For Loewe, creative director Jonathan Anderson teamed up with a series of artisans from across the globe to craft a range of large-scale tapestries, which were then woven at an atelier in the French town of Aubusson (which is known for splicing traditional craftsmanship with ultra-modern digital methods). Alongside this, the brand showcased a series of bohemian, super limited-edition tote bags which complemented the collection. While the blankets and tapestries will only be available upon request (and we suggest you go the the brand's website to see the entire set - it's stunning), the tote bags will be dropping into stores around the world soon. Not homeware strictly, of course, but they'll sure look good hanging by your front door.


The fashion label COS is no stranger to crowd-pleasing collaboration. Every year since 2012, the Swedish-owned, London-based chain has worked with an array of design talents, including Sou Fujimoto, Nendo and Snarkitecture, to construct a series of installations at Milan’s Salone del Mobile. Excitement around COS’ Milan projects increases exponentially with each new edition. Last year – as it unveiled an ephemeral, multi-sensorial experience by Studio Swine, based around a blossoming tree of mist-filled bubbles – that excitement ran to feverish. Sculptural, delicate and mesmerising, it was easily the brand’s most memorable effort to date.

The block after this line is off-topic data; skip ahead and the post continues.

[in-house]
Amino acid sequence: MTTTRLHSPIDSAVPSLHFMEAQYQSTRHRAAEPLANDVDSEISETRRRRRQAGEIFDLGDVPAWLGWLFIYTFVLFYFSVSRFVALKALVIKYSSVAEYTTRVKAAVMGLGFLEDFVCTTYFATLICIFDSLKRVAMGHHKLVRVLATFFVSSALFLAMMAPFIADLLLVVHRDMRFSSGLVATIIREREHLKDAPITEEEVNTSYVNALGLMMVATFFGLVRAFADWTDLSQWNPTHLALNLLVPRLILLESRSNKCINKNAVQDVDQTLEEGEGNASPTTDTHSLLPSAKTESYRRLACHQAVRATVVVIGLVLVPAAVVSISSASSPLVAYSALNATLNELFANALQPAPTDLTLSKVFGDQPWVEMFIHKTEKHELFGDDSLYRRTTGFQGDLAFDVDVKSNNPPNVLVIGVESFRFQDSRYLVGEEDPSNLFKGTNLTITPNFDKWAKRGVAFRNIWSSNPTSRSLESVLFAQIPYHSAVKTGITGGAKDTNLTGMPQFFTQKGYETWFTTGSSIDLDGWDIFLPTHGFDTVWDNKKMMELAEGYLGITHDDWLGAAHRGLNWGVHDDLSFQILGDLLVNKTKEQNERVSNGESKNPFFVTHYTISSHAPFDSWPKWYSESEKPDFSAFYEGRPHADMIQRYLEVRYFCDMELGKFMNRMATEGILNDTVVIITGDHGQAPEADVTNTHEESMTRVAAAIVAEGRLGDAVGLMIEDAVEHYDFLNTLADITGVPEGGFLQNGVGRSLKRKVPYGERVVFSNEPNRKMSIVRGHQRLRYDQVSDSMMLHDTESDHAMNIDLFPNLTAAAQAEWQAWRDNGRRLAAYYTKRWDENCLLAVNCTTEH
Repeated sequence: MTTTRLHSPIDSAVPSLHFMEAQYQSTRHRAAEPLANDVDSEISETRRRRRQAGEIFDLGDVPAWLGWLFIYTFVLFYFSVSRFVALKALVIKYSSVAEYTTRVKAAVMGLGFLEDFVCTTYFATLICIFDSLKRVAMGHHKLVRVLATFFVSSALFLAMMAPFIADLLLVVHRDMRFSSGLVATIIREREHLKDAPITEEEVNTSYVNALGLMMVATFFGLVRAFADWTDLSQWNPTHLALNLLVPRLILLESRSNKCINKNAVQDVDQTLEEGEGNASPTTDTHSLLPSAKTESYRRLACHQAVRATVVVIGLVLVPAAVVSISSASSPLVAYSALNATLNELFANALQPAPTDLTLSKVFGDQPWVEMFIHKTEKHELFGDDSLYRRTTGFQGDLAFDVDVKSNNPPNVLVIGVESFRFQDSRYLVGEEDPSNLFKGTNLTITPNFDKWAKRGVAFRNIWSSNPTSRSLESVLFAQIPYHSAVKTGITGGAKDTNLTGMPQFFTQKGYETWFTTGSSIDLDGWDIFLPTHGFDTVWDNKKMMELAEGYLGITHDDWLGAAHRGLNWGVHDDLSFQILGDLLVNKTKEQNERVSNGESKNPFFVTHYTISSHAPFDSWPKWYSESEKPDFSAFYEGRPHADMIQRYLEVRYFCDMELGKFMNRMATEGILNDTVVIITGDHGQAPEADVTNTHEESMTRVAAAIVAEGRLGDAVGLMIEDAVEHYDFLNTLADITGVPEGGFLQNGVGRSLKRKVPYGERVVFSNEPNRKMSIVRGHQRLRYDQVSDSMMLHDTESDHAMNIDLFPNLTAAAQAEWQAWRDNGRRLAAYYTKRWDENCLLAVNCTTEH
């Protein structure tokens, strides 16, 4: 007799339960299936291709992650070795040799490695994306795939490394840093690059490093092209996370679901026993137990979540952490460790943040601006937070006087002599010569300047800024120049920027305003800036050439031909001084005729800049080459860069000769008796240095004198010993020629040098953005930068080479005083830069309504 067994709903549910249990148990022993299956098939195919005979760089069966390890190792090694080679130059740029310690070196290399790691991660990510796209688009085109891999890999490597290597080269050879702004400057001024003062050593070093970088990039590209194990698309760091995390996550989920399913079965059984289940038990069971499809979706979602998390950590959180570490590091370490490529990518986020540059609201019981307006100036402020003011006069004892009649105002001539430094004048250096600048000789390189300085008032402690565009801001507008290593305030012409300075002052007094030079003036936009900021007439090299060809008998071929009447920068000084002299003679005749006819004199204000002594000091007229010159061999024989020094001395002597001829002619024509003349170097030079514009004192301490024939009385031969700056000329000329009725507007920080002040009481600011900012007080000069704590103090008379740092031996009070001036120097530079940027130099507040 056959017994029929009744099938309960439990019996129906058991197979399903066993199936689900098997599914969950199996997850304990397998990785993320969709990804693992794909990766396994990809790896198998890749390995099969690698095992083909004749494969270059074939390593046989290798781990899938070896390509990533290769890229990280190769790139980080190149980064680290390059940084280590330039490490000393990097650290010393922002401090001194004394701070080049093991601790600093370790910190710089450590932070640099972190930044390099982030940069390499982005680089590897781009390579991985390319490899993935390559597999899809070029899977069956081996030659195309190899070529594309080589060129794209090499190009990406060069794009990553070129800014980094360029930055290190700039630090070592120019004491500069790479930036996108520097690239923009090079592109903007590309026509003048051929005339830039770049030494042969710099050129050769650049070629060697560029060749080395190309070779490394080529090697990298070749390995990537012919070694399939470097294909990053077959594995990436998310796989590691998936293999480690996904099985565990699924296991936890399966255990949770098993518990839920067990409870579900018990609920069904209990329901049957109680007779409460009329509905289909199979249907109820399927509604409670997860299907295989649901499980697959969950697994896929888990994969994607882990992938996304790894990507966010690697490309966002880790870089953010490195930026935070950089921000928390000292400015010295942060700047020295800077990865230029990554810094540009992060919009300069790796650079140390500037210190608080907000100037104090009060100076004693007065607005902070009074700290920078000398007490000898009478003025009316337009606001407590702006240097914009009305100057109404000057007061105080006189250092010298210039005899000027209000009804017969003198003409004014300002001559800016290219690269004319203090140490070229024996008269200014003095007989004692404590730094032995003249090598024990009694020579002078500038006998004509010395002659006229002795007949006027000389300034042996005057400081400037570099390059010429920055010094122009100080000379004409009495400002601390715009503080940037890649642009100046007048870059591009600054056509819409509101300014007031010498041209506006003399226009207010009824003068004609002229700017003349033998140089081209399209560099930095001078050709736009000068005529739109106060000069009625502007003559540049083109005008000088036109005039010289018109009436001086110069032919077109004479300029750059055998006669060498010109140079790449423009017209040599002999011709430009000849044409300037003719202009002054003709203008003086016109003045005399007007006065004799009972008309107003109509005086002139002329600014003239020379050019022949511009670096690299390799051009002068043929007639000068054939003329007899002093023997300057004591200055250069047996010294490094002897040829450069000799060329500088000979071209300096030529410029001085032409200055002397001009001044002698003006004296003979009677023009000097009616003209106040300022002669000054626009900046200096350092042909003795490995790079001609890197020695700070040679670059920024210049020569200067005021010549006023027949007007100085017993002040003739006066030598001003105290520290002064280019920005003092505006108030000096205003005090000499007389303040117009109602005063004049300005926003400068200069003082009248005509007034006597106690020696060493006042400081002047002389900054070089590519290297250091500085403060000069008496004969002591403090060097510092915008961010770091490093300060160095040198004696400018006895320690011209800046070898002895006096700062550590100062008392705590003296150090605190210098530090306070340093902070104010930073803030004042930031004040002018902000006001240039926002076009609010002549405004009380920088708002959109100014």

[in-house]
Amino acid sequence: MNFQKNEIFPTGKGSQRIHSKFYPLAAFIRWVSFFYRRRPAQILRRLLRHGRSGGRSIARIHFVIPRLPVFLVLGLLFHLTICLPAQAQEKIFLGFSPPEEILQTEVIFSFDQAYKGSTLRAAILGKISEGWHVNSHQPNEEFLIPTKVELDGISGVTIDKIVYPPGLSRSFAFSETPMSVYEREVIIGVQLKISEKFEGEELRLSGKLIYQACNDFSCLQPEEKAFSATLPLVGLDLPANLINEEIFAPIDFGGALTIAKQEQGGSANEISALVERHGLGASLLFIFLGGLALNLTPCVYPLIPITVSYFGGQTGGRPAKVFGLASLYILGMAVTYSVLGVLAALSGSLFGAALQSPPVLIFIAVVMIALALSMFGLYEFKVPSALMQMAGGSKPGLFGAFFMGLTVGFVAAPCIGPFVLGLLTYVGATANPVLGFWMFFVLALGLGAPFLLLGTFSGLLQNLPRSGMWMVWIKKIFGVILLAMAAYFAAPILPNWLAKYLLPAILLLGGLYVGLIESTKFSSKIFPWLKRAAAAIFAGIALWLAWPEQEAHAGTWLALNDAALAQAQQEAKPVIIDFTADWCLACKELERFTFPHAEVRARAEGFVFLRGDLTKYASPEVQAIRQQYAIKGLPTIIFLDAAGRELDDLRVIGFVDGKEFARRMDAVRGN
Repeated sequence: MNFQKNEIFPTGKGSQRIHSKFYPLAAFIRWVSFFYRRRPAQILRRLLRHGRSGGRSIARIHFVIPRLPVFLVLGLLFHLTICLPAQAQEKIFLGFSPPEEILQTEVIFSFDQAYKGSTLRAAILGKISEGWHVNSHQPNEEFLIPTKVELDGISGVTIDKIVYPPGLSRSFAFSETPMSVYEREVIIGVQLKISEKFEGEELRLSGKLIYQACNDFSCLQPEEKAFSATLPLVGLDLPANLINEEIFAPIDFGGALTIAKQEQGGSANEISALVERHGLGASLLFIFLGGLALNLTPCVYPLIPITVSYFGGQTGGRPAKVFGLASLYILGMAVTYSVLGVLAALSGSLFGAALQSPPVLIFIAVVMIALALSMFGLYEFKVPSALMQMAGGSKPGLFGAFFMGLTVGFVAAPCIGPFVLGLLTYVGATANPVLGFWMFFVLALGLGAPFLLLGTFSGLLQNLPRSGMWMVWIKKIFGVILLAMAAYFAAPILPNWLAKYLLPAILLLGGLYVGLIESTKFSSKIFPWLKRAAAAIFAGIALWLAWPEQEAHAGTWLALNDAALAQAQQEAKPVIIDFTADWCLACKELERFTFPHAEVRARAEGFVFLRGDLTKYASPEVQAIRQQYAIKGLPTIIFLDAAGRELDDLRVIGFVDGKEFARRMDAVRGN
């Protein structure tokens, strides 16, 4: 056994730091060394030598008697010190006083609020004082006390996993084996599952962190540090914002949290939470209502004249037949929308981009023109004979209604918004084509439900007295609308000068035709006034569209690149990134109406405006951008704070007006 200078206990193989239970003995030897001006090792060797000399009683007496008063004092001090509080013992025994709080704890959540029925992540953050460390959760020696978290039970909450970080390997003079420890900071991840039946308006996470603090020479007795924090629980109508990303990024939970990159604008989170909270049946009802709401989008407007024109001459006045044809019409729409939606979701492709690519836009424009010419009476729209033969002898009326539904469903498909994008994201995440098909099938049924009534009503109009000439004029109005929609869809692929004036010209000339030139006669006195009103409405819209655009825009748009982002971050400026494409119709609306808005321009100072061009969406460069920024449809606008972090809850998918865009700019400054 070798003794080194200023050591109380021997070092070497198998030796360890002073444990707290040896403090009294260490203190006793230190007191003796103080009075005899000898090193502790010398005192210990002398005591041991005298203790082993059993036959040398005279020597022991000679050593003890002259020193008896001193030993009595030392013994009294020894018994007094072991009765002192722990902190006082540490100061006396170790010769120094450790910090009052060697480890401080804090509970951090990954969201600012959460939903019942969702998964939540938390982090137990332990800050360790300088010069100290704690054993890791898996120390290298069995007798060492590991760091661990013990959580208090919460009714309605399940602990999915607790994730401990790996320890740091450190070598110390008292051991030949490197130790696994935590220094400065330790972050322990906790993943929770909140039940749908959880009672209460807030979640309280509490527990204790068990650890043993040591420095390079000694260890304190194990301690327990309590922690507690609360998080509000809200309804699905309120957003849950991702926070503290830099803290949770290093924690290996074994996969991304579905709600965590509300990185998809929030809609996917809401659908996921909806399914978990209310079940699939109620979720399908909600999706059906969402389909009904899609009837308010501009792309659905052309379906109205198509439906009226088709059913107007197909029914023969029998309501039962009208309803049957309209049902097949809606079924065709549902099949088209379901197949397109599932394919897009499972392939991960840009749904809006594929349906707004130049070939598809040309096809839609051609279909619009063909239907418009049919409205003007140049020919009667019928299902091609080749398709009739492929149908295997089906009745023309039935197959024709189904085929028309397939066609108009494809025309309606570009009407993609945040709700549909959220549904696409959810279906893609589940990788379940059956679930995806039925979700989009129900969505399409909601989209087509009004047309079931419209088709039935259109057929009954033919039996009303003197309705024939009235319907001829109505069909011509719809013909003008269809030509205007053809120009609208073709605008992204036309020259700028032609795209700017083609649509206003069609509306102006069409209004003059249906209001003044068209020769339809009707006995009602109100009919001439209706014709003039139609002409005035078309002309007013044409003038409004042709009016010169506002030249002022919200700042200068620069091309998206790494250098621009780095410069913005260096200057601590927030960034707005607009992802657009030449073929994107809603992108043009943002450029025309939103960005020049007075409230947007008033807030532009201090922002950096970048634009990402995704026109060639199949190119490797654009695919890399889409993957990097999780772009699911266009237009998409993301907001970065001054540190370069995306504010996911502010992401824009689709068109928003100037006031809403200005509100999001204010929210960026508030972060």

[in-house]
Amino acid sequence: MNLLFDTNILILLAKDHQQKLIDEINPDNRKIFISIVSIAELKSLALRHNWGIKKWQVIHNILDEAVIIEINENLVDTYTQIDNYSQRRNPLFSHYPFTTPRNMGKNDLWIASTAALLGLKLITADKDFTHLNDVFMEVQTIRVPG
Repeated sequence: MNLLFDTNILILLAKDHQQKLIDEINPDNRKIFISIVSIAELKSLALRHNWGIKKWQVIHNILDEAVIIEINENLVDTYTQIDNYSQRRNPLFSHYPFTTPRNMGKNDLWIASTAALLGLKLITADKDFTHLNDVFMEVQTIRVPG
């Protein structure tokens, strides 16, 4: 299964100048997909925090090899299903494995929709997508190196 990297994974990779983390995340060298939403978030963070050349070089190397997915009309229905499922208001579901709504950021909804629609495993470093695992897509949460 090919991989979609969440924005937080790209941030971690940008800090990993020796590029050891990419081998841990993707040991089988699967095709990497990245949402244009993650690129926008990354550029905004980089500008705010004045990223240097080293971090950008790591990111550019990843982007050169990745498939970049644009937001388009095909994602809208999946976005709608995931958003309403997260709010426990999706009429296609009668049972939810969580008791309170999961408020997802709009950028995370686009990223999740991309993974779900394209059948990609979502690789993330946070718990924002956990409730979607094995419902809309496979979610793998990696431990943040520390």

For this year’s iteration, COS asked American artist Phillip K Smith III to join its creative roster. Smith, a light-based artist best known for his reflective outdoor installations set against expanses of desert landscape, has used his signature approach to magnify the architectural beauty of the 16th-century Palazzo Isimbardi – a virgin exhibition venue. Tucked within the palazzo’s open-air courtyard and amid its Italian Renaissance architecture, Smith’s arresting sculpture – a circular, mirrored structure angled at a 43 degree upward slant – draws the sky down into the courtyard in fractured, reflected fragments, which visitors can appreciate at close range. The work, titled Open Sky, not only marks the first time Smith has taken on a denser, urban setting, but also his first collaboration with a brand.